We developed this blog to provide golf course maintenance information to our members. From projects, small and large, to updates on course conditions, we want to provide as much information as possible. Although we hope this blog answers all of the pertinent questions regarding our operation, we always welcome more personalized dialogue. If you have questions beyond the information found on this blog, feel free to contact our golf course superintendent, Trevor Hedgepeth.



Tuesday, March 26, 2013

Aerification Day One Recap

Day one of spring aerification was a productive one despite the weather.  The snow covered greens caused a small delay in progress, however the maintenance staff was still able to get through most of the greens today.  The first step in the process was to uncover the greens.  Equipped with snow shovels, we were able to quickly remove all the snow cover from the green surface and surrounding areas.

The next step in the process was to deep tine the greens.  This involved poking a half inch hole every 5 inches to a depth of 7 inches.  This process allows for extended root development throughout the spring growing months.

Directly after the deep tine, core aerifiers were used to remove organic material and thatch from the soil.  3/8ths inch holes were poked to a depth of almost 2 inches.  The cores were then carefully removed from the green surface.

Stay tuned for more updates this week on the aerification progress.

Big Putter Sinkhole

On March 20th, while preparing the golf course for daily play, a small sinkhole was discovered by the maintenance staff on the large practice green.  While not nearly as severe as those sinkholes that made the news recently in Florida and Illinois, it still presented a tripping hazard for golfers crossing the green.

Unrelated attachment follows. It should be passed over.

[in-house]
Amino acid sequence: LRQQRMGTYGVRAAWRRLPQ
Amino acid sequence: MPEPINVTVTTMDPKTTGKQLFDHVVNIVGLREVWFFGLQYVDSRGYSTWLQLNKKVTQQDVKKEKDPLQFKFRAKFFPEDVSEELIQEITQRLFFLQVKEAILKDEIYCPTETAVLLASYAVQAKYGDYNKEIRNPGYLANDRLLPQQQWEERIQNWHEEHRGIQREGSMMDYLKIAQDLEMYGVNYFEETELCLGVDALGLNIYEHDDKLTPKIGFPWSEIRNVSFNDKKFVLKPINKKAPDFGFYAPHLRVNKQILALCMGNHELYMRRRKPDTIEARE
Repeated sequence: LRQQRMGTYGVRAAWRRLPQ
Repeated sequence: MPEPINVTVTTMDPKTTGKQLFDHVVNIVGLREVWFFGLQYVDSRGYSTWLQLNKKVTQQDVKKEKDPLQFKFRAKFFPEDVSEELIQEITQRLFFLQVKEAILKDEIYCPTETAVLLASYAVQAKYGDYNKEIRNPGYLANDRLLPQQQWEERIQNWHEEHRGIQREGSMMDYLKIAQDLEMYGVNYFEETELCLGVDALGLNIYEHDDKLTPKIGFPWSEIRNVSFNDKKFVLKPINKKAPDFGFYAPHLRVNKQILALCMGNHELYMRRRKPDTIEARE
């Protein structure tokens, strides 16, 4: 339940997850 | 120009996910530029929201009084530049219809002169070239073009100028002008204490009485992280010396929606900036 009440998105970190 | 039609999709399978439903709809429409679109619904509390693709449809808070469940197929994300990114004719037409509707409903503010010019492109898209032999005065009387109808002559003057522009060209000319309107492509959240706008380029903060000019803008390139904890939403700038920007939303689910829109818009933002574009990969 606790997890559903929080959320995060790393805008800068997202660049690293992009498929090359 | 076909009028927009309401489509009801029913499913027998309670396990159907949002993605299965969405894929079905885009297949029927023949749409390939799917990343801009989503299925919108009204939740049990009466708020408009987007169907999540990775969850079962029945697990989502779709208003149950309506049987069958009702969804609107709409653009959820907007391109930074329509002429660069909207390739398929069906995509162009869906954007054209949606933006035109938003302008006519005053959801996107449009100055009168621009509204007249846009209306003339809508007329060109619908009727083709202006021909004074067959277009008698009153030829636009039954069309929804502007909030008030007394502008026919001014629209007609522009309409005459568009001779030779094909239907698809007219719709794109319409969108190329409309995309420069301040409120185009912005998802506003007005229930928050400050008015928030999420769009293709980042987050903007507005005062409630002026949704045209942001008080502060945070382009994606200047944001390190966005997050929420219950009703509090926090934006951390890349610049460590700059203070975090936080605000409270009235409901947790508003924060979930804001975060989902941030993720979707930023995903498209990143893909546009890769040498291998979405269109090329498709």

The area was roped off with caution tape and work began immediately.  Very carefully, the turf was removed and set aside.  The rootzone layer was then removed and saved, along with the gravel layer underneath.  What remained was a hole in the subsoil surface.

After digging down to the subsoil, it was discovered that the problem was an old tree stump that had decomposed over time.  With constant foot and equipment traffic, the area sunk and caused a visible depression in the green surface.  The maintenance staff was able to remove the decomposed material, which extended down 36 inches on the main trunk with an additional 6-10 inches roots extending from the sides.

The area was then backfilled and leveled with the existing subsoil grade.  The gravel layer was then replaced, followed by the rootzone mix. In the end, the turf was replaced and leveled, allowing a great putting surface for the next day's golfers.

Thursday, March 21, 2013

First Plants in the New Garden

With the warmer weather over the last week, the Kinloch staff has been able to begin moving plants from the greenhouse to the new garden beds.  The 8 inch raised beds will provide ample room for root growth while still allowing for water drainage.  We look forward to filling each bed and providing fresh fruit and vegetables over the coming year.

In the photo below, horticulturist Benson Marshall is planting broccoli.

Monday, March 4, 2013

Garden Fence Update

Below are a few photos showing the progress of the fence surrounding the new garden.  Hopefully we can complete all ground work tomorrow before the snow arrives.  Stay tuned for more updates.

Friday, March 1, 2013

Fence Construction Begins

The Kinloch maintenance staff has begun work on the fence surrounding the new garden.  This fence will be constructed of welded wire and will keep animals from entering the garden.  The fence extends 8 feet up to deter rabbits, dear, and any other hungry animal.  In addition, the fence will continue 2 feet below the soil surface.  This will deter burrowing animals such as groundhogs from entering the garden.  Below is a photo of the first wall of the fence being constructed.